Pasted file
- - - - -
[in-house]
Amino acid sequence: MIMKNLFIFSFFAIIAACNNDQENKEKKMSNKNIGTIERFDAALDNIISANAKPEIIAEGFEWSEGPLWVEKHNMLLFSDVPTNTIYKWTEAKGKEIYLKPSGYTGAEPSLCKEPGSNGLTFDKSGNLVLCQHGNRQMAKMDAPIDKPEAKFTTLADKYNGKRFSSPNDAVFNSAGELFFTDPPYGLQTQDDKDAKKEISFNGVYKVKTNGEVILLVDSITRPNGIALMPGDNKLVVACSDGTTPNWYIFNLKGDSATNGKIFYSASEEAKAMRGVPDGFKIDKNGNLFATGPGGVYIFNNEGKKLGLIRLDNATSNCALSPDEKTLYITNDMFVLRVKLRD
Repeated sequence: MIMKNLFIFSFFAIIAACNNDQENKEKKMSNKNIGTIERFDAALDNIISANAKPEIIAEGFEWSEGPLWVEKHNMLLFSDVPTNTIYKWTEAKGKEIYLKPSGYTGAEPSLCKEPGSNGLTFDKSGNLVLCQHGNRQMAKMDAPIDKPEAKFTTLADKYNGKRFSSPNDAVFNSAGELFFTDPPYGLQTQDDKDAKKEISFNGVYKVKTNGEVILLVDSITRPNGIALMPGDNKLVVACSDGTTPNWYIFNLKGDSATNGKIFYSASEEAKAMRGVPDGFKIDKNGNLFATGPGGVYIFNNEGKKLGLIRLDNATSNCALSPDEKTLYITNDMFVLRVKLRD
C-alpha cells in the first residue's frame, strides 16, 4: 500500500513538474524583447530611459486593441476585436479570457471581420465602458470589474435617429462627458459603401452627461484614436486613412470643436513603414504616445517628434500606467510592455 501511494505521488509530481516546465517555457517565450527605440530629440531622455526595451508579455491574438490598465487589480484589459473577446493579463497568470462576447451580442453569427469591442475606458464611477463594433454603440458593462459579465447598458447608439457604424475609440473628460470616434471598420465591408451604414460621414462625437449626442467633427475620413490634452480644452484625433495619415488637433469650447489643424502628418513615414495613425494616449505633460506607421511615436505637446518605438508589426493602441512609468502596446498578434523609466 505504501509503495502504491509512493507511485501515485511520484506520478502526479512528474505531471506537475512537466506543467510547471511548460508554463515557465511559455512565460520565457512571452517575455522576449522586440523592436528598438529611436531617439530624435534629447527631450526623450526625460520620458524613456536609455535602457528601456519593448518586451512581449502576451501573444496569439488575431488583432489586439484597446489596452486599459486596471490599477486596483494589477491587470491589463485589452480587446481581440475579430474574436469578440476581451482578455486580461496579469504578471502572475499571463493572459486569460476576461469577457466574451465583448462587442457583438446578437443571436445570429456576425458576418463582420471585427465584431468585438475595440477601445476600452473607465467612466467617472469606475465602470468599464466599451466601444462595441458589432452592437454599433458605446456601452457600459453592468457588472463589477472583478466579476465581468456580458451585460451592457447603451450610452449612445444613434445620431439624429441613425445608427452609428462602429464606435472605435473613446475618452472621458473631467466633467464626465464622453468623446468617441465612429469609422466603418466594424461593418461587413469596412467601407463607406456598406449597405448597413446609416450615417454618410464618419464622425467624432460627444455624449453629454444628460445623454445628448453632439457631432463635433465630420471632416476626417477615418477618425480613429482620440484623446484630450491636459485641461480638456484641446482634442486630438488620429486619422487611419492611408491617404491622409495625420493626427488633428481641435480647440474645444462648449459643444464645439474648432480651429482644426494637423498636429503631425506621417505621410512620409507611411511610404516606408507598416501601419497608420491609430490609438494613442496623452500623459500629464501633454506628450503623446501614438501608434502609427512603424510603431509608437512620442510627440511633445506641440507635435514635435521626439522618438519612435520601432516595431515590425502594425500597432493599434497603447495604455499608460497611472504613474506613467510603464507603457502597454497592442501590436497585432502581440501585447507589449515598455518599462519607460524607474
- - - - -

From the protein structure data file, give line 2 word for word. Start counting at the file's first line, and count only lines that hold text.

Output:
Amino acid sequence: MIMKNLFIFSFFAIIAACNNDQENKEKKMSNKNIGTIERFDAALDNIISANAKPEIIAEGFEWSEGPLWVEKHNMLLFSDVPTNTIYKWTEAKGKEIYLKPSGYTGAEPSLCKEPGSNGLTFDKSGNLVLCQHGNRQMAKMDAPIDKPEAKFTTLADKYNGKRFSSPNDAVFNSAGELFFTDPPYGLQTQDDKDAKKEISFNGVYKVKTNGEVILLVDSITRPNGIALMPGDNKLVVACSDGTTPNWYIFNLKGDSATNGKIFYSASEEAKAMRGVPDGFKIDKNGNLFATGPGGVYIFNNEGKKLGLIRLDNATSNCALSPDEKTLYITNDMFVLRVKLRD